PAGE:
The Feast of the Baptism of our Lord Jesus Christ – Luke 3:15-17, 21-22
“And a voice came from heaven, ‘You are my Son, the Beloved; with you I am well pleased.’”
Those words are, for me, the highpoint, the climax, the beauty of today’s gospel (Luke 3:15-17, 21-22). They are God’s claim on and call to Jesus, what we might call God’s insistence.
I think they are words each of us longs to hear and believe about ourselves. So I want you to try this. Repeat after me. “I am God’s son/daughter.” “I am the Beloved of God.” “With me God is well pleased.”
What was that like? Was it easy, difficult, awkward? Do you believe that about yourself? Each other? What feelings or thoughts did those words evoke in you? Were there any ifs, ands, or buts that accompanied the words as you said them? If you didn’t or couldn’t say those words, why not? What reasons or excuses did you give for why those words could not be God’s insistence for you?
At some level most of us probably struggle to understand and accept the pure gift of God’s insistence for us. John the Baptist didn’t understand the gift. “I am not worthy to untie the thong of his sandal,” John says. Implicit in that is his assumption that Jesus is somehow worthy of having the thong of his sandal untied by someone else. Why do we always want to make this about worthiness, about being deserving, about earning what we get? That’s just not an issue for God in today’s gospel. There are no conditions or prerequisites to the words God speaks.
The words spoken by the heavenly voice in today’s gospel are as much God’s claim and call on us as on Jesus. They are an expansion of the Christmas Eve yes. Do you remember what I said that night? I told you that the child we receive and celebrate on Christmas Eve is the sign of God’s yes to you and me, that Jesus is the embodiment of God’s yes to us and the world. Regardless of who you are, where you are from, what you have done or left undone, or what is happening in your life today, you get a yes. There is no one who does not get a yes.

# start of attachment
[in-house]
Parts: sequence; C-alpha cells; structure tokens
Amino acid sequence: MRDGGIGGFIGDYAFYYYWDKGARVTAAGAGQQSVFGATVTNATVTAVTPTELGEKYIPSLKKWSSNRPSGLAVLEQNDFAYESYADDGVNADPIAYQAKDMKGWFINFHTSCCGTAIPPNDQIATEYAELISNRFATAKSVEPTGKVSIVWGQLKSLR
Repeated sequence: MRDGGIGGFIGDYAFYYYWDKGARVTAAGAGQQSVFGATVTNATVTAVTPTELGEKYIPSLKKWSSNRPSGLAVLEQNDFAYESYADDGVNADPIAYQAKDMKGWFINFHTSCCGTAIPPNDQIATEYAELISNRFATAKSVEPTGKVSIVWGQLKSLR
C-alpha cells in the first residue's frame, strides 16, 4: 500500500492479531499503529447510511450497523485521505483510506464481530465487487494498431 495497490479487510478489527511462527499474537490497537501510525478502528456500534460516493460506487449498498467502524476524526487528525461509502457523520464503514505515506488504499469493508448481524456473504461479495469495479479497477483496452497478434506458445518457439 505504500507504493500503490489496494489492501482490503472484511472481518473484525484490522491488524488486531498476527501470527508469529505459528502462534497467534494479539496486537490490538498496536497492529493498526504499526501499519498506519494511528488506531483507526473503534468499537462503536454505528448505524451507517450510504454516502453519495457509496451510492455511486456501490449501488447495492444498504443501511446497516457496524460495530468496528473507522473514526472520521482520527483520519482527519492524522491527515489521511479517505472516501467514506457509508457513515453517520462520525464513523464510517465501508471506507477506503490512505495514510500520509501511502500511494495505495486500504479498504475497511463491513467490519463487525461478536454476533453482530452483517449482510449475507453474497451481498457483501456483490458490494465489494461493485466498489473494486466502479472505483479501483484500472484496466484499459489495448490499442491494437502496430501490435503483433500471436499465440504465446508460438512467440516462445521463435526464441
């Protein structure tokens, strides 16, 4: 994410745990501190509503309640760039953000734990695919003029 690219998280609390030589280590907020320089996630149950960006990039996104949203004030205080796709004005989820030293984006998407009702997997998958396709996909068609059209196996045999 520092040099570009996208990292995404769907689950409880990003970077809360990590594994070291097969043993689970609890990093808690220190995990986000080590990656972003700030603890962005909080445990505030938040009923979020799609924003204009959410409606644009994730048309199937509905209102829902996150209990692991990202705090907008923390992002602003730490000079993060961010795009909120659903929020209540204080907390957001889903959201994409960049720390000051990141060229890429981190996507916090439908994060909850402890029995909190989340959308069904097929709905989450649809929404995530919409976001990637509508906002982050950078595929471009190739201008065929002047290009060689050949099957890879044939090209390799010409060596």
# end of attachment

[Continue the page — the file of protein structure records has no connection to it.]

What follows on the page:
The thing that strikes me most about these words from the heavenly voice is that up to this point Jesus hasn’t done a darn thing. He hasn’t preached or taught. He hasn’t healed anyone. He hasn’t walked on water, turned water into wine, or fed 5000 with a few fish and loaves of bread. He hasn’t raised anyone from the dead. He hasn’t died on the cross, been resurrected, or ascended to heaven. He hasn’t performed or proved himself worthy or deserving. He doesn’t even say, “Thank you. I’ll work hard to be a good son. I’ll prove myself to be worthy of what you have said.” He simply receives the gift. He lets the words wash over and drench him.